It’s the silly season of grants and residency applications while practicing, performing, editing, cleaning up old scores, and publishing a single. The latter things are fine, and necessarily detailed. But the process of applying for the ever-diminishing resources with pages of carefully crafted answers is just a preciously curated bundle of screams. One granting organization has the audacity to say it whittled its questions from dozens to just seven questions – and should only take an hour. Really? On what planet? (answer: Mercury). Numerous residencies charge application fees, and charge for room and board if you are selected from their large pool of applicants. It would be more honest to say they are Airbnbs for artists. Oh and they suggest free community presentations too. Bah.

Thank god for the work itself, as a (the only) world that makes sense, and praise be the artists who endlessly sacrifice every bit of consciousness unto their work. And so it was I went to the Nick Cave retrospective “Forothermore” at the Guggenheim last weekend. All hail Nick Cave. For years I had confused the name Nick Cave here in the US with the Australian punk Nick Cave whose concert I went to in the 80s in New Zealand (where university boys beat each other to a pulp as the band howled). I’m glad I figured out the mighty difference. The trajectory, detail and depth of African American Nick Cave’s work makes me feel it’s all worth it. What’s not to love about work that is playful, embraces the discarded, protects its people, and rages against injustice.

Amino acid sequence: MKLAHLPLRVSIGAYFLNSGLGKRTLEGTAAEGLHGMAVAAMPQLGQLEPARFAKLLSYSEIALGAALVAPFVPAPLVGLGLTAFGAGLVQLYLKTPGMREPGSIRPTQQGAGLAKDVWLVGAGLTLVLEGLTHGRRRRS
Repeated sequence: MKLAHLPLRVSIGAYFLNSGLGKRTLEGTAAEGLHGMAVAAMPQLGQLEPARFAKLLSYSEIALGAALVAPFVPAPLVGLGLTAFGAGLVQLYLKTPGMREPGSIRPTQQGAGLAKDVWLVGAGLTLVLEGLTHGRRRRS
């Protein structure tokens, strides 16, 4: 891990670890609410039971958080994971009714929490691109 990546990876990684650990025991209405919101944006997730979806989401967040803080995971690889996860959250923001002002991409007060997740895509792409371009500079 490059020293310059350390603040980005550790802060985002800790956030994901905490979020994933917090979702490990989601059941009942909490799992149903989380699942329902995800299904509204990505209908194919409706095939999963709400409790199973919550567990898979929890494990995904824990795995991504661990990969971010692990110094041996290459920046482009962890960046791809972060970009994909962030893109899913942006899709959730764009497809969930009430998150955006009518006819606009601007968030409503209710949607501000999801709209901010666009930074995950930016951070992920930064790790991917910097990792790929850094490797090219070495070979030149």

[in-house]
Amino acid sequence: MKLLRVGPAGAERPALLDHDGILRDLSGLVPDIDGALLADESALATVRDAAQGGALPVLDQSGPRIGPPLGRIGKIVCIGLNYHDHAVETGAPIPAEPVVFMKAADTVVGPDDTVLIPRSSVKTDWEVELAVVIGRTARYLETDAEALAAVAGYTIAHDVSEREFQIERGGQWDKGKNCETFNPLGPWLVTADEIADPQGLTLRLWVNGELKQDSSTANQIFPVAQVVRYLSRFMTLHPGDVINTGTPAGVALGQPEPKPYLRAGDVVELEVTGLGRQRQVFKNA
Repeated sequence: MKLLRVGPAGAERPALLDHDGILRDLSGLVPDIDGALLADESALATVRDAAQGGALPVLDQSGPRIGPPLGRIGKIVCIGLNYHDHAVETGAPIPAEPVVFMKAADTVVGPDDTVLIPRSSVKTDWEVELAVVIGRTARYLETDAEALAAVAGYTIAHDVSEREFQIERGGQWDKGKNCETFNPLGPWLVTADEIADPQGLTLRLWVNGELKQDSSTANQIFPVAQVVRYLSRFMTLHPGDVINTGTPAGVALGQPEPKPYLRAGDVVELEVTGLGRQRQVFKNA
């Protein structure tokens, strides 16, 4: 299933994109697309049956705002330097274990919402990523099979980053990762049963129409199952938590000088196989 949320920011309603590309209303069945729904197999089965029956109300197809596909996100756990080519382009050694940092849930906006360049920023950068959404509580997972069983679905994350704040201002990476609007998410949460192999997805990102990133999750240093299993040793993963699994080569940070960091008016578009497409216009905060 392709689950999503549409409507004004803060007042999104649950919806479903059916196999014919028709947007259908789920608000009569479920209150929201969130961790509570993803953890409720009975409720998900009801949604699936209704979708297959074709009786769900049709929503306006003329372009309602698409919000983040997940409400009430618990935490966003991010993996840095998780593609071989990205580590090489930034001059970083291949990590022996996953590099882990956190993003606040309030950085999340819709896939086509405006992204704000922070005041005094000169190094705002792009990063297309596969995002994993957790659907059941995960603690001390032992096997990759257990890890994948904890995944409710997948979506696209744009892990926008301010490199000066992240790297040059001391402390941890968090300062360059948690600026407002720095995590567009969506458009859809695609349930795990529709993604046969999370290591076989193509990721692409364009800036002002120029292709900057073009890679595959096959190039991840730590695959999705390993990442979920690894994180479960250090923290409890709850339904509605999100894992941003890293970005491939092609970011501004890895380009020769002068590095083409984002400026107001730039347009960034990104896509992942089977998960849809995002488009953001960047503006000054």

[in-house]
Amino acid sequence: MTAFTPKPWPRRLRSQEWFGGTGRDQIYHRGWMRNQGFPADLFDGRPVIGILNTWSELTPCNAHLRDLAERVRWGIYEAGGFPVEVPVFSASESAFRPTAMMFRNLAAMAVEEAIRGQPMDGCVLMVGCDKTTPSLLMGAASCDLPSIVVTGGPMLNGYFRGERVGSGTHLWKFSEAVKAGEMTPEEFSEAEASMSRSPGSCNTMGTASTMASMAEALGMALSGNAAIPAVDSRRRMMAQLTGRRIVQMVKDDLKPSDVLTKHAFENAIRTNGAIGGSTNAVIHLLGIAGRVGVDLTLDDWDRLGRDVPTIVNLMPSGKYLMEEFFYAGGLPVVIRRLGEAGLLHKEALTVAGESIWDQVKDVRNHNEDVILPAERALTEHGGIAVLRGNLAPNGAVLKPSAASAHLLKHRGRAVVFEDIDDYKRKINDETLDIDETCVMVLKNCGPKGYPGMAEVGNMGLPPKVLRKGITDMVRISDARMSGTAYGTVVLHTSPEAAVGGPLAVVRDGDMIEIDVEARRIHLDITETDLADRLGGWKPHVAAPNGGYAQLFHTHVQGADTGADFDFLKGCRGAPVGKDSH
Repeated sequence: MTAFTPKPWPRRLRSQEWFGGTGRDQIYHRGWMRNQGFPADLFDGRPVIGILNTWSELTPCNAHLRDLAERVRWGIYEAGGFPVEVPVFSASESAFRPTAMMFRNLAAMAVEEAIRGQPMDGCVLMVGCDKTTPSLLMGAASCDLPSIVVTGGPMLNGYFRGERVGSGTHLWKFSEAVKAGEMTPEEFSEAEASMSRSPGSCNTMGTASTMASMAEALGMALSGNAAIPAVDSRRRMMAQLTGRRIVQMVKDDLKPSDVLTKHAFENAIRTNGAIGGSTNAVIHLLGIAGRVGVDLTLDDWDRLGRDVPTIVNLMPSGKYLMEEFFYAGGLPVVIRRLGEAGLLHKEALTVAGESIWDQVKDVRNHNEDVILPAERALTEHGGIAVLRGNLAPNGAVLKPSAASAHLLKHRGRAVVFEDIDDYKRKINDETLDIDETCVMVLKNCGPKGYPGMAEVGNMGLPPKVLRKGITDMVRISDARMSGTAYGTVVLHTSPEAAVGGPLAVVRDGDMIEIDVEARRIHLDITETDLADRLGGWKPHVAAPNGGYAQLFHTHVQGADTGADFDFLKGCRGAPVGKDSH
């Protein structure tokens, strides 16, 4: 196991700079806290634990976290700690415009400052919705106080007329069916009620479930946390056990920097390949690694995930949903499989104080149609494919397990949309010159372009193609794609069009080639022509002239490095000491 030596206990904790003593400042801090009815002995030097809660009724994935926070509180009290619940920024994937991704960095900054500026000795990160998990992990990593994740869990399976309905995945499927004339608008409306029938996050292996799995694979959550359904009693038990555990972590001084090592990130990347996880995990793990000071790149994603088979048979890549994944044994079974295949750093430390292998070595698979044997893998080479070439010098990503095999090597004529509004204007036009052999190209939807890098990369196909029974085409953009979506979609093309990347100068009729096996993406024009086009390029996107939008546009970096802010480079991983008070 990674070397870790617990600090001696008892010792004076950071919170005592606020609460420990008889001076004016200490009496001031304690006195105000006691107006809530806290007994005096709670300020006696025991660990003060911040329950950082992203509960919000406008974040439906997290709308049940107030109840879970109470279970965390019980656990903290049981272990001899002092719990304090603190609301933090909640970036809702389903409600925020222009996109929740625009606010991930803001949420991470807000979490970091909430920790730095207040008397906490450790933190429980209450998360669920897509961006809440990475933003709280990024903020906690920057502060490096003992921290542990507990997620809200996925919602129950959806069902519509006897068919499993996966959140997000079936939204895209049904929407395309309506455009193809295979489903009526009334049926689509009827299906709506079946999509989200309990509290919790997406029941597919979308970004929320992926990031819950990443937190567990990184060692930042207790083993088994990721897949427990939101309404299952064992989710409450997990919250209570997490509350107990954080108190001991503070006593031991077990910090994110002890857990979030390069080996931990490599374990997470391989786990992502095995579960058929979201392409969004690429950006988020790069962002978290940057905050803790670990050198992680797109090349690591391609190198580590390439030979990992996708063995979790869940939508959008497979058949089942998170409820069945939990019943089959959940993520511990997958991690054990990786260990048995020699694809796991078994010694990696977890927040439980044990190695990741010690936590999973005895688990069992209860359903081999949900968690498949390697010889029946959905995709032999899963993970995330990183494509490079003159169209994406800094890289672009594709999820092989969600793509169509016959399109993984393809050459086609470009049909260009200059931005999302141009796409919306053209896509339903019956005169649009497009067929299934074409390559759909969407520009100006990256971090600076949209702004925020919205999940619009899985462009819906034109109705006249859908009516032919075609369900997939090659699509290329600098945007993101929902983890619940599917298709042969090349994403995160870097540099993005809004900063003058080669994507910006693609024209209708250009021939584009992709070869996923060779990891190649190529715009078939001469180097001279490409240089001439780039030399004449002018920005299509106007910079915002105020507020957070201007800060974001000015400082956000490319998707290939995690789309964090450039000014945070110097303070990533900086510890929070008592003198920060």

Cave conceived of his Soundsuits series after the beating of Rodney King in 1991. He started to sew twigs into a suit of armor, envisioning it as a way to obscure his queer Black identity while amplifying his otherness. The name Soundsuits comes from wearing the garment, that moving in it was the protest against brutality, and that “in order to be heard, you gotta make sound”.

Yes please.

Posted in Visual Arts